BY Emily Bick in Profiles | 01 JAN 02
Featured in
Issue 64

Big Hair Day

Glamour Shots

BY Emily Bick in Profiles | 01 JAN 02

When I was 14, I had my portrait taken at Glamour Shots. The results had me in ecstasy. I was swathed in taffeta, living out my fantasy as a prom queen in a John Hughes film. A year later I returned, but by then my idea of glamour had more to do with grunge and Courtney Love. The studio's beauticians slathered me in paint and added four inches to the height of my hair, wrapped me in feathers and black lace and posed me like the bad girl in an Aaron Spelling mini-series. I left in tears, and within months I had made sure that my hair was a scraggly shock of fuchsia, never to see hairspray again.

Glamour Shots studios are found in shopping malls throughout the United States. Since the late 1980s its customers (mostly women) have been enticed with the offer of make-overs by skilled beauticians and soft-focus photography with fantasy props and costumes. Photographs of 'Glamour-ized' clients line the studio walls. When I had my portraits taken, an array of girls and women ranging from toddlers to octogenarians smiled red-lipsticked grins, draped in feather boas and fur wraps that saucily exposed a good deal of skin. It was as if a random cross-section of the female population had plundered the wardrobes and make-up trunks of Joan Collins and JonBenet Ramsey.

In the late 1990s Glamour Shots decided to update its image. The new logo is a blatant appropriation of Calvin Klein's, with a large 'GS' replacing the 'CK'. The boudoir lighting and postures have been exchanged for white backdrops, taupe eye shadow and all-American toothy grins. The portraits on the Glamour Shots website resemble small-town television anchorwomen more than Colbys or Carringtons. Hair is still lacquered, but without the ornately teased curls. Babies are posed in flowerpots or on cabbage leaves, like Anne Geddes' prints; older children are captured in black and white prints that are then overlaid in pastels, producing a result akin to sentimental greetings cards. While the specific styles now favoured may have softened, the desire to be made-over to conform to universally recognised mass-media ideals of fashion has not.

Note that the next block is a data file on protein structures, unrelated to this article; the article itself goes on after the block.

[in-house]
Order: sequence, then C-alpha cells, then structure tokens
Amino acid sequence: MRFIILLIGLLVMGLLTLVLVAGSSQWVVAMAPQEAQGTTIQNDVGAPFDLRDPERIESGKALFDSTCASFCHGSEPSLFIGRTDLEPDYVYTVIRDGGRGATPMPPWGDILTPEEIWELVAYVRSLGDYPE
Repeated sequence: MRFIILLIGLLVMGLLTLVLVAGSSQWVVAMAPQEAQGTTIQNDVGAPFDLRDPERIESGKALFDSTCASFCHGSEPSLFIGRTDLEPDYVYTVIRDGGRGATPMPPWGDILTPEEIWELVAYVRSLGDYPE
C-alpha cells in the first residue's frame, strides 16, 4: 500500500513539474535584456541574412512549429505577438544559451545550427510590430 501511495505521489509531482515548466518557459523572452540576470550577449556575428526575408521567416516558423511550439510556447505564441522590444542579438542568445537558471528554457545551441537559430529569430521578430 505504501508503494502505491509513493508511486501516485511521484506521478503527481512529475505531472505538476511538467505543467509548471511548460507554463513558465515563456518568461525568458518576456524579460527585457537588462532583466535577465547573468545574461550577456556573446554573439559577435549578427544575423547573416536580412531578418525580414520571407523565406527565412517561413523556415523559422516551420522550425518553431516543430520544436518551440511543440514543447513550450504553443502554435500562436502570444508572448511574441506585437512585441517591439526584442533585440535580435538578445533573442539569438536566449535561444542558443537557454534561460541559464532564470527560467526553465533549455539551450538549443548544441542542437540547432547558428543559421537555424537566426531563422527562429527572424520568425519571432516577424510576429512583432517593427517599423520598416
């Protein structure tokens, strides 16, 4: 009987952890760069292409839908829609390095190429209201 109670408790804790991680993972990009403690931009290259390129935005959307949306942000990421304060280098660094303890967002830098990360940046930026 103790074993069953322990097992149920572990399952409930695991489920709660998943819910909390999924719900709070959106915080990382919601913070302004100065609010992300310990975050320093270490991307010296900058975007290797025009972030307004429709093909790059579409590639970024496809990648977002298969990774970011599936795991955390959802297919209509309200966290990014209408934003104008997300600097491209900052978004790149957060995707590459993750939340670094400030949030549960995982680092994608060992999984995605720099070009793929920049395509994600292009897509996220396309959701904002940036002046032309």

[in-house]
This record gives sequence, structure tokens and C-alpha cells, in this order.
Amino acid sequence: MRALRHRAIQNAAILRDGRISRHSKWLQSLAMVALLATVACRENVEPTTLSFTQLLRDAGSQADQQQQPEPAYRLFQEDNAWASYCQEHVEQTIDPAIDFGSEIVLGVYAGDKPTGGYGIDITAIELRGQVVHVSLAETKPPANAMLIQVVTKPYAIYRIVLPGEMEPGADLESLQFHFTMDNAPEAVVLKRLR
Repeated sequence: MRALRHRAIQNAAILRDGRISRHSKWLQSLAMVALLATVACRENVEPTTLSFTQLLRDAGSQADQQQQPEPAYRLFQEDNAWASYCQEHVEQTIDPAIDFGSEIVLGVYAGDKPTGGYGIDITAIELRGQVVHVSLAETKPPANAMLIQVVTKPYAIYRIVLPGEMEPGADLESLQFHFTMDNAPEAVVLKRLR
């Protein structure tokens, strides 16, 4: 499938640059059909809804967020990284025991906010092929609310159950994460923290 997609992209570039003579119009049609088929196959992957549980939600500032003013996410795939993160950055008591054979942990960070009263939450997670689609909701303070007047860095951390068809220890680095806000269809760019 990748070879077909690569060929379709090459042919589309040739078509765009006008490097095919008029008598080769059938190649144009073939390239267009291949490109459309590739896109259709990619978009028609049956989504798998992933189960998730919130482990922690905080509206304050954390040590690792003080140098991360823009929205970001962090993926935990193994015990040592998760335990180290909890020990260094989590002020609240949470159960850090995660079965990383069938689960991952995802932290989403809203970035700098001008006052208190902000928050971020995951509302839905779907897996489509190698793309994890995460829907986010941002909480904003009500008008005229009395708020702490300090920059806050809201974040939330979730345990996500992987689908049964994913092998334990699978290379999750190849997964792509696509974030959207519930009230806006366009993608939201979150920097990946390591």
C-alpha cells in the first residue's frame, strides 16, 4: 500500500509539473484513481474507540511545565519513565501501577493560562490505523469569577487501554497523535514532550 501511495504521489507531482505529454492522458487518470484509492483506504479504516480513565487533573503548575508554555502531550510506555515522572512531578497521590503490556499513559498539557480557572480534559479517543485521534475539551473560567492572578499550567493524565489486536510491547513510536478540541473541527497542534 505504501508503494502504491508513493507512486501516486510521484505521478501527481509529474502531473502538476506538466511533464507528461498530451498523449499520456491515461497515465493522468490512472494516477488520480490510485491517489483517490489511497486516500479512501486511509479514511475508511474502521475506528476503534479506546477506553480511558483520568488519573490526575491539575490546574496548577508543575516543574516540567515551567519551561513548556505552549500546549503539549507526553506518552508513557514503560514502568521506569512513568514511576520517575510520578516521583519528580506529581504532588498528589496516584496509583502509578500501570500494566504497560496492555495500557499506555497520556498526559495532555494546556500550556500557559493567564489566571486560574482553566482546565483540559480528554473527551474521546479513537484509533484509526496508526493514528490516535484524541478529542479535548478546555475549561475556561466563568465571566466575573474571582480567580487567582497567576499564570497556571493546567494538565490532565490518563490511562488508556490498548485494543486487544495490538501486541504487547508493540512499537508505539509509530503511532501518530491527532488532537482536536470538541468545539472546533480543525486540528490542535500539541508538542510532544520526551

Most television chat shows feature make-over specials, where sulky Goth teenagers are forced to wash off their black lipstick and remove their piercings in exchange for preppy haircuts and wardrobes from Gap. Everyone who appears on these shows, from biker mamas to garden-variety frumps, gets the same sartorial treatment. As the made-over chat-show guests are paraded on stage to rounds of applause, their discomfort is visible. Still, as the applause indicates, their revamped clean-cut look is the one most people want. And this is the most popular look Glamour Shots offers: American politicians running for local office have used Glamour Shots on their campaign posters, estate agents use them on their calling cards and teenage beauty queens use them in their modelling portfolios. Photographs of high school seniors, made up to look polished and serious, are a speciality, traded like baseball cards among friends. But cancer patients also have Glamour Shots taken to improve their self-image and brides use them to commemorate their special day. Undoubtedly the make-over process and photo-shoot make clients feel special, pampered, worthy of attention - some sitters have never looked better. Yet when these pictures are displayed side by side to an outside observer with no personal connection to the subjects, they all look flattened out, as blandly similar and dismissible as the faces smiling from department store catalogues or staring down from billboards.

These days Glamour Shots has become more flexible in regard to wardrobe. The company's website insists that its portraits are supposed to reflect a subject's personality and inner beauty. Customers are encouraged to select an outfit from the studio's collection, but can 'use some of [their] own favourite things' instead, if they prefer. Glamour Shots is adept at transforming America's high school princesses into the wholesome Tommy Hilfiger advert fantasies that plaster their lockers. But who's to say that they can't turn their punk rock sisters into Sue Catwoman or Patti Smith with the help of a sympathetic make-up artist and appropriate props from home? I wonder what my 15-year-old self would have made of that, or, more to the point, what Glamour Shots would have made of her - pink hair, tattered slips, snarl and all.

Emily Bick is deputy editor for The Wire Magazine and a writer on music, art and technology, based in London.